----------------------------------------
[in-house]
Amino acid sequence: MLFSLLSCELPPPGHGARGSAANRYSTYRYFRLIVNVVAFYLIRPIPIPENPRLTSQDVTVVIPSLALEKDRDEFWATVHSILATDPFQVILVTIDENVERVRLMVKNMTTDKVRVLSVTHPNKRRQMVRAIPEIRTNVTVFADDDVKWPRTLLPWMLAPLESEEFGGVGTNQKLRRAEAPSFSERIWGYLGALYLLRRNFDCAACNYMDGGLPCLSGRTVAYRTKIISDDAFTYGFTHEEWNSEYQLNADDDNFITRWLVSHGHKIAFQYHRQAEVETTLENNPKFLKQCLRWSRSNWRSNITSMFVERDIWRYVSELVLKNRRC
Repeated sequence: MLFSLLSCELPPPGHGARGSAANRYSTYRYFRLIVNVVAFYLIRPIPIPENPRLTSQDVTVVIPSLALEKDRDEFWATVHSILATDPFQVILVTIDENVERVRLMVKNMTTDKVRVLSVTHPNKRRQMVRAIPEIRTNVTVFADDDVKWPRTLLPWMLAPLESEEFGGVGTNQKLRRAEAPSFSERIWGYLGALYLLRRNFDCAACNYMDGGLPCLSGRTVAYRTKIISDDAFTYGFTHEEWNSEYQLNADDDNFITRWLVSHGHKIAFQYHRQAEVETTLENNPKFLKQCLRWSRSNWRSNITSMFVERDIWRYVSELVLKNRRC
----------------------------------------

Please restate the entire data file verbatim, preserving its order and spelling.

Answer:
[in-house]
Amino acid sequence: MLFSLLSCELPPPGHGARGSAANRYSTYRYFRLIVNVVAFYLIRPIPIPENPRLTSQDVTVVIPSLALEKDRDEFWATVHSILATDPFQVILVTIDENVERVRLMVKNMTTDKVRVLSVTHPNKRRQMVRAIPEIRTNVTVFADDDVKWPRTLLPWMLAPLESEEFGGVGTNQKLRRAEAPSFSERIWGYLGALYLLRRNFDCAACNYMDGGLPCLSGRTVAYRTKIISDDAFTYGFTHEEWNSEYQLNADDDNFITRWLVSHGHKIAFQYHRQAEVETTLENNPKFLKQCLRWSRSNWRSNITSMFVERDIWRYVSELVLKNRRC
Repeated sequence: MLFSLLSCELPPPGHGARGSAANRYSTYRYFRLIVNVVAFYLIRPIPIPENPRLTSQDVTVVIPSLALEKDRDEFWATVHSILATDPFQVILVTIDENVERVRLMVKNMTTDKVRVLSVTHPNKRRQMVRAIPEIRTNVTVFADDDVKWPRTLLPWMLAPLESEEFGGVGTNQKLRRAEAPSFSERIWGYLGALYLLRRNFDCAACNYMDGGLPCLSGRTVAYRTKIISDDAFTYGFTHEEWNSEYQLNADDDNFITRWLVSHGHKIAFQYHRQAEVETTLENNPKFLKQCLRWSRSNWRSNITSMFVERDIWRYVSELVLKNRRC